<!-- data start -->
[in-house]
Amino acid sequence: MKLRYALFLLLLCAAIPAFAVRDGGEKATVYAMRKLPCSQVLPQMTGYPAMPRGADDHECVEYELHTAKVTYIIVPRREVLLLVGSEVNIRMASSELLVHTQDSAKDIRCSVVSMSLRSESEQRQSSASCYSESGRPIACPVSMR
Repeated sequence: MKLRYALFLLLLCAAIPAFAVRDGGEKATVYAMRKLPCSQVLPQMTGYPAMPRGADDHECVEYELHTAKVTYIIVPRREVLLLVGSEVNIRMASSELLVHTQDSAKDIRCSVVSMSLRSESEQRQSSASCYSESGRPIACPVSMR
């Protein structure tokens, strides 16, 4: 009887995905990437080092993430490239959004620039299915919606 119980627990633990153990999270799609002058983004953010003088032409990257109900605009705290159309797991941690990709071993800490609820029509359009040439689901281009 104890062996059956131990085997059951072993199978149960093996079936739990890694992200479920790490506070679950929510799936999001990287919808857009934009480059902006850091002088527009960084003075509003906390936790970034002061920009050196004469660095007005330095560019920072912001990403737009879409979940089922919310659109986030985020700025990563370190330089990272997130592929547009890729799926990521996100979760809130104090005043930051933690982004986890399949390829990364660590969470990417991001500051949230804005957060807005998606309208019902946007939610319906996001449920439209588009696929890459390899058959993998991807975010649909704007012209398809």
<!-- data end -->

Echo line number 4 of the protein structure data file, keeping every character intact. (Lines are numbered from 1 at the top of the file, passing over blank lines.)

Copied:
């Protein structure tokens, strides 16, 4: 009887995905990437080092993430490239959004620039299915919606 119980627990633990153990999270799609002058983004953010003088032409990257109900605009705290159309797991941690990709071993800490609820029509359009040439689901281009 104890062996059956131990085997059951072993199978149960093996079936739990890694992200479920790490506070679950929510799936999001990287919808857009934009480059902006850091002088527009960084003075509003906390936790970034002061920009050196004469660095007005330095560019920072912001990403737009879409979940089922919310659109986030985020700025990563370190330089990272997130592929547009890729799926990521996100979760809130104090005043930051933690982004986890399949390829990364660590969470990417991001500051949230804005957060807005998606309208019902946007939610319906996001449920439209588009696929890459390899058959993998991807975010649909704007012209398809």